China cuts tariffs again to boost consumer spending on local products

With its third tariff reduction in six months, China wants its citizens to buy avocados, cosmetics shoes, and other goods from home instead of abroad in efforts to nurture self-sustaining economic growth based on consumer spending instead of trade and investment. 

Carlos Barria/Reuters
Container trucks drive past the storage area at the Yangshan Deep Water Port, south of Shanghai on September 26, 2013. China announced a cut on import duties for goods such as refrigerators, cosmetics, and shoes, effective July 1, in efforts to boost domestic spending.

China is reducing import duties on washing machines, cosmetics, and some other consumer goods amid U.S. pressure to narrow its multibillion-dollar trade surplus.

The cabinet announcement Wednesday was the third tariff cut in six months on selected imports in what Beijing says is an effort to improve consumer choice and encourage domestic consumption.

Import duties on washing machines and refrigerators will be cut from 20.5 percent to 8 percent, effective July 1, said the announcement carried by state television. Duties also will be cut on cosmetics, some drugs, shoes, and some other goods.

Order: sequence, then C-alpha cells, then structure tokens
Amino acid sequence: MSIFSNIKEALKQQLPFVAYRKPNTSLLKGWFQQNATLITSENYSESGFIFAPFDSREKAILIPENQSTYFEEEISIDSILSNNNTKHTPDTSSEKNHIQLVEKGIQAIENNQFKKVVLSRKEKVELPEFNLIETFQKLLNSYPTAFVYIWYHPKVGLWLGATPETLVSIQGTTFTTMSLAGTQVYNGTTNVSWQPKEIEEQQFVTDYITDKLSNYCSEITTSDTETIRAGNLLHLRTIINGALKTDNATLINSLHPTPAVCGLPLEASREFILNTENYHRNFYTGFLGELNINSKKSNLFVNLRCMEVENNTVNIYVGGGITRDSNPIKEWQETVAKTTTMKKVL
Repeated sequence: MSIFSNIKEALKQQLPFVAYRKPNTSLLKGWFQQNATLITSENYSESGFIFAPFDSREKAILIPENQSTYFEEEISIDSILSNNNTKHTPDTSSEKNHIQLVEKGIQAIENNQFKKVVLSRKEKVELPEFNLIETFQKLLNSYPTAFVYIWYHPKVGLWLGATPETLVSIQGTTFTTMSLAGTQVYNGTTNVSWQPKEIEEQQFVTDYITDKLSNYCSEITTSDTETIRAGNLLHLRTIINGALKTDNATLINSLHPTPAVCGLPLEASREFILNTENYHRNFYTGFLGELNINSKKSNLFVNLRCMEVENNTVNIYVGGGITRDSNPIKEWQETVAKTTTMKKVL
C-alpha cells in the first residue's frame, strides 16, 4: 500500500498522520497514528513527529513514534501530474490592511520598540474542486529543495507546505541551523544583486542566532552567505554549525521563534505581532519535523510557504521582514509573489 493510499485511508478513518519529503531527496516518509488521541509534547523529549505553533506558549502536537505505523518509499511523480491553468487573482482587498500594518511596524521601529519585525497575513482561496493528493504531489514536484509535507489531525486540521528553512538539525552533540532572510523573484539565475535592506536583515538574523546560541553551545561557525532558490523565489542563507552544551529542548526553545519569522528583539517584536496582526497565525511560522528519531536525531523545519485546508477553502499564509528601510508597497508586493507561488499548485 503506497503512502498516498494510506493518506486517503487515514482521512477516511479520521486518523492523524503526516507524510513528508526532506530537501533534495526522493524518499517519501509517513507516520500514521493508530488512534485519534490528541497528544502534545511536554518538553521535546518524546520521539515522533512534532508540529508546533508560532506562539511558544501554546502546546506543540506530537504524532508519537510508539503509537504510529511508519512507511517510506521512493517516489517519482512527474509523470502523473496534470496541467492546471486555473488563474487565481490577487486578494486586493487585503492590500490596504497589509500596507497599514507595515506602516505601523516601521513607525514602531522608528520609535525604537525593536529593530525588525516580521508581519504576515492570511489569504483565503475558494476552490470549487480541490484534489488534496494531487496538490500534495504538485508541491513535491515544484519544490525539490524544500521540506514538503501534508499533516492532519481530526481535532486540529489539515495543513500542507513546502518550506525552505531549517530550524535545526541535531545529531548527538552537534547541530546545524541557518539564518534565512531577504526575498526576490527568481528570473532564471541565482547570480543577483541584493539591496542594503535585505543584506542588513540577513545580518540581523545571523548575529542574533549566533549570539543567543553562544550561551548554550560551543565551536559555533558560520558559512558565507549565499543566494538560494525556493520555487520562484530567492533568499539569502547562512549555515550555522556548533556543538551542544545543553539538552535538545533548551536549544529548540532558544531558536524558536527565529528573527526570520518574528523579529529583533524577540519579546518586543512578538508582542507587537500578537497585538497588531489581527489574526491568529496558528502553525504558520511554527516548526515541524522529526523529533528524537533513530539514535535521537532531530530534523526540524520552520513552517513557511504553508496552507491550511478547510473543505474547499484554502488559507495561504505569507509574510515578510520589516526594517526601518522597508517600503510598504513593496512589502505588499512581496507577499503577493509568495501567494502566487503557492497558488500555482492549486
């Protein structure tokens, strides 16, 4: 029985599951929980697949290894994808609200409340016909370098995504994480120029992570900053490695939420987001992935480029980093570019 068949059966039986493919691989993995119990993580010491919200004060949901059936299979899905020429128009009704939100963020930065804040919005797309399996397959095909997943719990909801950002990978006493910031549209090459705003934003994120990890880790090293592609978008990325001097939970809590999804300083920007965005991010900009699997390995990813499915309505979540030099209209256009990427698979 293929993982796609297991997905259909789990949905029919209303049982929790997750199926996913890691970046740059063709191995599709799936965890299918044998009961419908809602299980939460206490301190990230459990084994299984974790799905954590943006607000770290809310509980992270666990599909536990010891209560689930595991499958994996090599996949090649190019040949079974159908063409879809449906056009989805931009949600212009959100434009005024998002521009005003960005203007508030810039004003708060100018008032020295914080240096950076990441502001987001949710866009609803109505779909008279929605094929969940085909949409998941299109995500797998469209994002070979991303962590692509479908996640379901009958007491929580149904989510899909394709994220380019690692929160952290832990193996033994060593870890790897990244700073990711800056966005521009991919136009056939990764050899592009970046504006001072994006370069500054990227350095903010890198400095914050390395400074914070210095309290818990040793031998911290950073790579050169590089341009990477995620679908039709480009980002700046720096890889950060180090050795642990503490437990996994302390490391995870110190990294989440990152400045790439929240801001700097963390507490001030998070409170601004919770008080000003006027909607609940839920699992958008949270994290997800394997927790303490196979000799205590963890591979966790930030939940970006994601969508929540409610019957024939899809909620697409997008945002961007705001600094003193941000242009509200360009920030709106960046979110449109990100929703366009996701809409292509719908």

Beijing is in the midst of talks with Washington on possible measures to narrow its trade surplus by increasing imports.

The US commerce secretary, Wilbur Ross, is due in Beijing this week for talks on details of China's promise in mid-May to buy more American goods.

China accounts for the bulk of global production of many of the goods covered by Wednesday's tariff cuts. The change would give foreign producers of high-end versions more access to the Chinese market.

Previous rounds of tariff cuts since November covered avocados, mineral water, baby carriages, and other high-value but low-volume imports.

Chinese leaders are in the midst of a marathon effort to nurture self-sustaining economic growth based on consumer spending instead of trade and investment.

Foreign products often are seen as higher quality, safer, or cheaper. That has fueled a spending boom by Chinese tourists on basic goods including shoes, cosmetics and infant formula.

Economists say the changes also can help generate jobs in China by allowing consumers to buy higher-quality goods locally instead of when they travel abroad.

This story was reported by The Associated Press.

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